ates on resistant weeds in Delaware, Maryland,
Tennessee, Kentucky, southern Indiana and
An Iowa State scientist's update on glyphosate resistant weeds notes that
"With the manner that
glyphosate is being used in the Midwest,
resistance is inevitable. When resistance develops, we will
need to control these biotypes with existing herbicides
no new modes of action are coming down the
pipeline in the foreseeable future....there can be significant costs associated with [this] pr
A Monsanto ad sent to farmers denies the problem of weed resistance and suggests that growers do
resistance management programs.
Stating that "
d weeds don't produce
seeds," the ad encourag
es farmers to use r
doses of Roundup on their fields and suggests there
are no weed problems even for farmers who use RR crops in the same fields year
year. The ad
earns a place in an Iowa State scientis
ts' "Herbicide Ad Hall of Shame
for promoting the very
rategies that lead to weed resistance.
A Virginia study finds common lambsquarters weeds survive high doses of glyhosate, and finds that the
tolerance trait passes to the next weed generation.
resistant waterhemp reported in Missouri
and resistant lambsquarters is suspected in
several Midwestern states.
A review of glyphosate
resistant weeds by USDA scientists notes that “The problem of weed species
evolving resistance is expected to increase with intense use of glyphosa
te and continued adoption of
Palmer amaranth weeds resistant to glyphosate are confirmed in Georgia cotton fields. Monsanto
recommends growers add additional herbicides with their GMO crops
, including older, dangerous
ls that the company earlier claimed would be replaced with the advent of GMO crops.
DuPont announces the release of its new “Optimum” GMO crops, engineered for glyphosate
weed problems. The new crops are tolerant of both glyphosate and
DuPont’s ALS (
herbicides. In addition to allowing farmers to spray the extra herbicides, DuPont brags that the new
seeds allow farmers to spray “higher glyphosate application rates….”
A Georgia weed expert notes that glyphosate re
Palmer amaranth (pigweed)
weeds have been
reported in 50 fields throughout the state, noting that “
it's going to be a major devastating impact
farmers. Many farmers begin to turn to expensive additional weed killers and tilling to control
The first documented case of resistant hairy fleabane in the US is confirmed in California.
reports widespread glyph
resistant fields are devastating
farmers in Argentina. First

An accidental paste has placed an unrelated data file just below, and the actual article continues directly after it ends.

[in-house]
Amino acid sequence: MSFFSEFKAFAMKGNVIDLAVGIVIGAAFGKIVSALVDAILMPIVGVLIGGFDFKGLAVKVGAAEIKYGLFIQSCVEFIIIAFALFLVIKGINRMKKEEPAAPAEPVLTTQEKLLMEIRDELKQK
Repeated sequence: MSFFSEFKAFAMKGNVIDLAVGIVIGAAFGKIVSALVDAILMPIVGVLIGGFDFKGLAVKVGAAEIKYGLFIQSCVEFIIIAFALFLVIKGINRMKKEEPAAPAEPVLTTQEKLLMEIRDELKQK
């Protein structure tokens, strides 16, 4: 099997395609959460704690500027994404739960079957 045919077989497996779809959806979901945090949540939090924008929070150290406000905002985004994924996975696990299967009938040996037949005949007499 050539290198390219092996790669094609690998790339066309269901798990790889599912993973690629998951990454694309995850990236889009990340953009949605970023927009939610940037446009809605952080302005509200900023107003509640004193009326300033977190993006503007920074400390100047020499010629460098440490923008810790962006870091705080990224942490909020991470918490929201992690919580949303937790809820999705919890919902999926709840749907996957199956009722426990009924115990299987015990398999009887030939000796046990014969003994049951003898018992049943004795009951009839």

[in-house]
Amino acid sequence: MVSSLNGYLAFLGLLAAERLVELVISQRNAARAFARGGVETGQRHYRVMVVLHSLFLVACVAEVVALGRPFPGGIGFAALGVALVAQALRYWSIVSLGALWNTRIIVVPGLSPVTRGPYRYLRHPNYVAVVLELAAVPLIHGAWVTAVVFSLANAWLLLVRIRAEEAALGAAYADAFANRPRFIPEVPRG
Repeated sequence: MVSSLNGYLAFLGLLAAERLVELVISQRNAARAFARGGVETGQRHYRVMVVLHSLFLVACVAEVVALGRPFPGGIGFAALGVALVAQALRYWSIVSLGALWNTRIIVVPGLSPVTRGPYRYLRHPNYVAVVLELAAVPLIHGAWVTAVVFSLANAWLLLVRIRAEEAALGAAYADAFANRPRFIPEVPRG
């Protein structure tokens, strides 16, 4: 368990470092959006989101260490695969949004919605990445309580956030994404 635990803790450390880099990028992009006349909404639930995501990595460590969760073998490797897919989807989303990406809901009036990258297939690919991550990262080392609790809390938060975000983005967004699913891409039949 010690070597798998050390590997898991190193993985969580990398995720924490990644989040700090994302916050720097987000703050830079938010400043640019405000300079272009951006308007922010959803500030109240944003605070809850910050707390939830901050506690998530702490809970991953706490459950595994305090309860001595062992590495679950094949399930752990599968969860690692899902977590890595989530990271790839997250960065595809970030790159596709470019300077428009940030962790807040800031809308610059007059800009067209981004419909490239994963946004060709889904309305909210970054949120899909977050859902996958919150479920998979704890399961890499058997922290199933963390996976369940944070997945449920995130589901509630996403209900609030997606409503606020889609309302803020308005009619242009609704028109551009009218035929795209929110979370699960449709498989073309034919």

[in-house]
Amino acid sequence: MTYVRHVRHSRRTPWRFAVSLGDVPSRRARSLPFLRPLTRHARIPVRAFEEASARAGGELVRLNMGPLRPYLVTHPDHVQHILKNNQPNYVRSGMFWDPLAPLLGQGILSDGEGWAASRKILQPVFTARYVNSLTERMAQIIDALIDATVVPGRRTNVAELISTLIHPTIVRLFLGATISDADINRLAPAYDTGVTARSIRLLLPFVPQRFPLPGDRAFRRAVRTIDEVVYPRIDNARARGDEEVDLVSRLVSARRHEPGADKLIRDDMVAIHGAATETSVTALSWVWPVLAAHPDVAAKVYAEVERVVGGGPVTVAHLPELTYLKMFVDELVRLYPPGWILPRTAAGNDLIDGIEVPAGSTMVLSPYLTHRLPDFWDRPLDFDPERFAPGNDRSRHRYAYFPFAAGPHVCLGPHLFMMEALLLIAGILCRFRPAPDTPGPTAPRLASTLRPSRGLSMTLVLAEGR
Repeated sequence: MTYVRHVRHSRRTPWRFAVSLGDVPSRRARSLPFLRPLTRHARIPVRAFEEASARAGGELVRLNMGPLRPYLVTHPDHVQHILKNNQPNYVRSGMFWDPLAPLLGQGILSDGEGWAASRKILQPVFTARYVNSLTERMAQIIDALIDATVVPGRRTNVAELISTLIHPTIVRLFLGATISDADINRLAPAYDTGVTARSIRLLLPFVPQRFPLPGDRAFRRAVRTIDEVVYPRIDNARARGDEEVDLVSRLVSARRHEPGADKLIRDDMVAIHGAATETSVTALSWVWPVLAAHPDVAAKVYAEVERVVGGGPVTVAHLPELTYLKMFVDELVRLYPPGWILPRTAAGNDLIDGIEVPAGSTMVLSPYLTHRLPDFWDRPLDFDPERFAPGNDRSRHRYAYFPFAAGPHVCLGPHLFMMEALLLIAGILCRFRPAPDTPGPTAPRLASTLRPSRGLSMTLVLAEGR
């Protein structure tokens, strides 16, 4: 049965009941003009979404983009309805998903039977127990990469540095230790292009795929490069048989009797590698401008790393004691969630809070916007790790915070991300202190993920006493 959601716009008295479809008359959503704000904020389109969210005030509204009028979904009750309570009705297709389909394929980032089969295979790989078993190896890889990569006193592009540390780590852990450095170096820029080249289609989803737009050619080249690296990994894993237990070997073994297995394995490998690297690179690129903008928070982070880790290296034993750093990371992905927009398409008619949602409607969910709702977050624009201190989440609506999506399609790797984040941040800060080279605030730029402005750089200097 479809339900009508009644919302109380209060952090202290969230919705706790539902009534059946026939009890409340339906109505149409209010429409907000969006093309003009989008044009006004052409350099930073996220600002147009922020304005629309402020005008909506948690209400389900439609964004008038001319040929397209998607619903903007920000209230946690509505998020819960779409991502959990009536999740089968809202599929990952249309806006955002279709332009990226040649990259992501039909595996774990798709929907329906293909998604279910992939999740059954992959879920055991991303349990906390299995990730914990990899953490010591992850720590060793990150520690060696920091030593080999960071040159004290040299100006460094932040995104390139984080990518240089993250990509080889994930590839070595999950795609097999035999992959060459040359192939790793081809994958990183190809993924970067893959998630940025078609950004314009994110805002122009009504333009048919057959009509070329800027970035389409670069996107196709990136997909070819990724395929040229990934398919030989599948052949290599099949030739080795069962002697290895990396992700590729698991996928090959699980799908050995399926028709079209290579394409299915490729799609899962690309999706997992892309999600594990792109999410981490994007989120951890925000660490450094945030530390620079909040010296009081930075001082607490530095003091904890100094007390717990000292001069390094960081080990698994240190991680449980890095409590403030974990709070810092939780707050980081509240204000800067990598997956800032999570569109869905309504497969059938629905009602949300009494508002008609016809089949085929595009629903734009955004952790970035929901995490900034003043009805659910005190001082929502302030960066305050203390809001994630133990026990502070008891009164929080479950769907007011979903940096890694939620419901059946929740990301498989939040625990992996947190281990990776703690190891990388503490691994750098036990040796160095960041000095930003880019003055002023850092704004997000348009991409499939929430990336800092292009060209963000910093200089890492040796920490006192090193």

observed there in 2004,
the resistant Johnson grass (
double farmers herbicide costs. Argentina is 2nd to the U.S. in GMO crop acreage.
Glyphosate resistant ragweed is observed in
, and later in 2009 is confirmed as the first such
resistant weed found in Canada. By 2010, resistant weeds are found in 16 of 57 fields tested.
journal reports that crops resistant to glyphosate and the herbicide dicamba
weeds, will be available in a few years. Monsanto and herbicide maker BASF announce a collaboration
to bring the new crop to market.
Dicamba is a reproductive toxin and potential groundwater
contaminant listed as a “bad actor” chemical
for its environmental and health effects.
Dow announces it is seeking regulatory approval for new GMO crops tolerant to the company’s 2,4
, a component of Agent Orange that is a dangerous neurotoxin and endocrine
A leading weed scientist warns that glyphosate resistance brought on by overuse of GMO crops
threatens world food security. Writing in the
Proceedings of the National Academy of Sciences
Powles states that
resistance evolution is a major adverse development because glyphosate is a one in
year discovery that is as important for reliable global food production as penicillin is for
It is not an exaggeration to state that the potential
loss of glyphosate to
significant areas of world cropping is a threat to global food production.
Ten years after the first confirmed glyphosate resistant weeds from GMO crops, the
New York Times
notices the problem, quoting
one farm expert
that weed resistance is “[T]
he single largest
threat to production agriculture that we have ever seen
A Penn State weed scientist notes that glyphosate resistant weeds now infest more than 11 million acres
of U.S. farmland
fold increase over the past three years.
A paper in BioScience, the journal of the American Institute of Biological Sciences notes that GMO crops